Abstract

Recently, we wrote in the Hill Times, a publication read widely by parliamentarians and policy wonks, that "Canadian researchers are doing an exceptional job     in making discoveries and generating new knowledge that has the potential to improve the health of Canadians and strengthen Canada's healthcare system and economy but unless this knowledge is actually put into action, these benefits will not be realized" (Graham and Bernstein 2007). This call to action is representative of the resolve of CIHR to enact the second portion of our mandate: "to excel, according to internationally accepted standards of scientific excellence, in the creation of new knowledge and its translation into improved health for Canadians, more effective health services and products and a strengthened Canadian health care system." In other words, a cornerstone of our work at CIHR is translating health research into improved health. Our researchers produce excellent research. This research needs to be put in the hands of policy makers, healthcare managers and practitioners, the private sector and the public so that it can be turned into action. But what do we mean by "turning knowledge to action"? Despite the billions spent annually on health research around the world and the roughly $700 million spent by CIHR on high-quality health research, a consistent finding from the literature is that the transfer of research findings into practice is often a slow and haphazard process (Agency for Health Research and Quality 2001). This means that patients are denied treatment that has been clearly demonstrated to work because the time it takes for research to become incorporated into practice can be unacceptably long. For example, researchers from the United States and the Netherlands have estimated that 30-45% of patients are not receiving care according to scientific evidence and 20-25% of the care provided is not needed or could potentially cause harm (Grol 2001; McGlynn et al. 2003; Schuster et al. 1998).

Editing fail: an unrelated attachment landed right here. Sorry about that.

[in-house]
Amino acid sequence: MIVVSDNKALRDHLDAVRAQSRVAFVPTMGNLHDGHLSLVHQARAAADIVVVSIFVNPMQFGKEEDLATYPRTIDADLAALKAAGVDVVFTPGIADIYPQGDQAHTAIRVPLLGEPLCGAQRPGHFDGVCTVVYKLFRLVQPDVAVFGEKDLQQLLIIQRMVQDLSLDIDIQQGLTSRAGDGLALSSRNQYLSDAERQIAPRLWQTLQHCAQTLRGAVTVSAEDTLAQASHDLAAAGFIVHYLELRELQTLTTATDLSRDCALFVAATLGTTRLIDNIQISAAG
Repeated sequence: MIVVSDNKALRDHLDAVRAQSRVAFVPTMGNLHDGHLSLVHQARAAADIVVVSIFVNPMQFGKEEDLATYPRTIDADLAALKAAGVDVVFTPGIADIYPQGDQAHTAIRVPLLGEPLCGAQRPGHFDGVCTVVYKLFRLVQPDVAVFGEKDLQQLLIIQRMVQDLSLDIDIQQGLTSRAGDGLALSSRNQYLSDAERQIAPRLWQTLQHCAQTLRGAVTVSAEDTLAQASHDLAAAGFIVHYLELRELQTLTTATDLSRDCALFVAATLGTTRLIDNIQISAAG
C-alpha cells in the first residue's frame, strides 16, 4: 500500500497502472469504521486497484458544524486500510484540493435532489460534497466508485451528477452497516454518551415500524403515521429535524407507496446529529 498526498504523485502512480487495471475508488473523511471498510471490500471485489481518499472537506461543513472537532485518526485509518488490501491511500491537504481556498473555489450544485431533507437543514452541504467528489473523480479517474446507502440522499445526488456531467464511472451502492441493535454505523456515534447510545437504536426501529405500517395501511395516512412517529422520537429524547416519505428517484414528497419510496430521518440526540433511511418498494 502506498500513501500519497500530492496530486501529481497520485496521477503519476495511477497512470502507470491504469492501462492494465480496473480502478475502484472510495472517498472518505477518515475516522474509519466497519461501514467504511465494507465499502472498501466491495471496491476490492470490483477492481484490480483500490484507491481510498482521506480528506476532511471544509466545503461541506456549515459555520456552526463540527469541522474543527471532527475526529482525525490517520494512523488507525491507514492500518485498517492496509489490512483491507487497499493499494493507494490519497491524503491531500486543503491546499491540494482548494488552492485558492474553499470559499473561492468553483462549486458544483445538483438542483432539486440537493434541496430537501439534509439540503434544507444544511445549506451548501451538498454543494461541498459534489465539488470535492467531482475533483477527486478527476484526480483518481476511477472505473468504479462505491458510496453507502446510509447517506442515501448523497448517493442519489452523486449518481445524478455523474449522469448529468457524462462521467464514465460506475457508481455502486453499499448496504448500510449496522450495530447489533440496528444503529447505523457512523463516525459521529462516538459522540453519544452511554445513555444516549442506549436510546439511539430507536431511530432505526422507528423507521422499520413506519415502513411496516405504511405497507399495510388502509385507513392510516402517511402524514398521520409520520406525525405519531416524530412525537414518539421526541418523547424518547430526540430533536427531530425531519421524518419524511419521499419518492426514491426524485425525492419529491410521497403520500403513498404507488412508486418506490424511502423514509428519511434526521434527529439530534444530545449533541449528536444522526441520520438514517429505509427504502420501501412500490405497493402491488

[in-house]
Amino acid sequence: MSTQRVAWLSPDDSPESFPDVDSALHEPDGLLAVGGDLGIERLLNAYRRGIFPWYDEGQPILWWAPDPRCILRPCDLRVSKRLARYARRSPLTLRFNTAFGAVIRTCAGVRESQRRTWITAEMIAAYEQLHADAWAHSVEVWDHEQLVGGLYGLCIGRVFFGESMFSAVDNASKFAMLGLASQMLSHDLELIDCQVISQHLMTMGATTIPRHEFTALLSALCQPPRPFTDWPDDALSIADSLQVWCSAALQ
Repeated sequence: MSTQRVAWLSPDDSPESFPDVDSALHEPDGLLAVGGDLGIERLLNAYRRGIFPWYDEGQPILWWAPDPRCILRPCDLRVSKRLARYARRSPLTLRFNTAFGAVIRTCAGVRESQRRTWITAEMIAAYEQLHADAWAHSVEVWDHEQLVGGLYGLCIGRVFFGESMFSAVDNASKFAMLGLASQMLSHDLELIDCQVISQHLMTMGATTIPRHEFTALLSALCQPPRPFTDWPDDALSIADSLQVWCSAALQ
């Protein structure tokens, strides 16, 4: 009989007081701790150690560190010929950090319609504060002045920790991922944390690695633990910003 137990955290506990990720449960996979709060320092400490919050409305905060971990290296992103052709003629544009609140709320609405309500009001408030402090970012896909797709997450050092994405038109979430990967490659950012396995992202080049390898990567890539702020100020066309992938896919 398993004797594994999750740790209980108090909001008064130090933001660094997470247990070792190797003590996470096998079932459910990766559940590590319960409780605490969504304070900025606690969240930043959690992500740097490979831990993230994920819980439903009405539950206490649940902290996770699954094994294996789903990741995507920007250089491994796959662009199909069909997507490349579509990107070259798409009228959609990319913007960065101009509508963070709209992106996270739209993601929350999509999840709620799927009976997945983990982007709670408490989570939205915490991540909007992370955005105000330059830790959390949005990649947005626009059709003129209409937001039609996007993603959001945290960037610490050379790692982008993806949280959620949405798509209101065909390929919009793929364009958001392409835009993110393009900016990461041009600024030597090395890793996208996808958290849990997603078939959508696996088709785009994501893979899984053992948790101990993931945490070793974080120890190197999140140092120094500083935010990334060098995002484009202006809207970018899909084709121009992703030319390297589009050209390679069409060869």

Similarly, it is estimated that cancer outcomes could be improved by 30% with optimum application of what is currently known (Canadian Strategy for Cancer Control 2001), and that at least a 10% reduction in cancer mortality could be achieved in the United States through widespread use of available "state-of-the-art therapies" (Ford et al. 1990).  

At the same time, there are problems with premature adoption of some treatments, before they have been shown to be beneficial (Arnold and Straus 2005). When this occurs, patients are exposed to potentially ineffective and even harmful treatments (Reaume et al. 2005). So the issue is a complex one - research findings need to be translated from knowledge to action in order to decrease the gap between what we know and what we do (the "know-do" gap), but this needs to be done judiciously.